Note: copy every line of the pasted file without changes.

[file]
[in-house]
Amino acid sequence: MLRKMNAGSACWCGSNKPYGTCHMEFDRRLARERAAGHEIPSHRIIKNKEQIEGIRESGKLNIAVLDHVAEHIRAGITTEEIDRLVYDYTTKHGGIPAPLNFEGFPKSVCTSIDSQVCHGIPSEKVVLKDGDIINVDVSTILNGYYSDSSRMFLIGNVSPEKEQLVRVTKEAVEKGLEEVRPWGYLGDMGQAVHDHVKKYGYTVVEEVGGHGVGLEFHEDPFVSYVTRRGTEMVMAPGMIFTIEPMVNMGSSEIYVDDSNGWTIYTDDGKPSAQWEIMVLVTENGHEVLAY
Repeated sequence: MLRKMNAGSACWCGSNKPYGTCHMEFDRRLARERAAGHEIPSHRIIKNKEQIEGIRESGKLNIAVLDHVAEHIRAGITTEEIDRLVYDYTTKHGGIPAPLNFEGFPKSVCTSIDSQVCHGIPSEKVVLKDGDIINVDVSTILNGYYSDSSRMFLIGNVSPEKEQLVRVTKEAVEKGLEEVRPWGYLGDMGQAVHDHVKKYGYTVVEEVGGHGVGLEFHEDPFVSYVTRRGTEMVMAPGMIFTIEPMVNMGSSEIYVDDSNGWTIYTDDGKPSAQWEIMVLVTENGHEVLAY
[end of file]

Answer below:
[in-house]
Amino acid sequence: MLRKMNAGSACWCGSNKPYGTCHMEFDRRLARERAAGHEIPSHRIIKNKEQIEGIRESGKLNIAVLDHVAEHIRAGITTEEIDRLVYDYTTKHGGIPAPLNFEGFPKSVCTSIDSQVCHGIPSEKVVLKDGDIINVDVSTILNGYYSDSSRMFLIGNVSPEKEQLVRVTKEAVEKGLEEVRPWGYLGDMGQAVHDHVKKYGYTVVEEVGGHGVGLEFHEDPFVSYVTRRGTEMVMAPGMIFTIEPMVNMGSSEIYVDDSNGWTIYTDDGKPSAQWEIMVLVTENGHEVLAY
Repeated sequence: MLRKMNAGSACWCGSNKPYGTCHMEFDRRLARERAAGHEIPSHRIIKNKEQIEGIRESGKLNIAVLDHVAEHIRAGITTEEIDRLVYDYTTKHGGIPAPLNFEGFPKSVCTSIDSQVCHGIPSEKVVLKDGDIINVDVSTILNGYYSDSSRMFLIGNVSPEKEQLVRVTKEAVEKGLEEVRPWGYLGDMGQAVHDHVKKYGYTVVEEVGGHGVGLEFHEDPFVSYVTRRGTEMVMAPGMIFTIEPMVNMGSSEIYVDDSNGWTIYTDDGKPSAQWEIMVLVTENGHEVLAY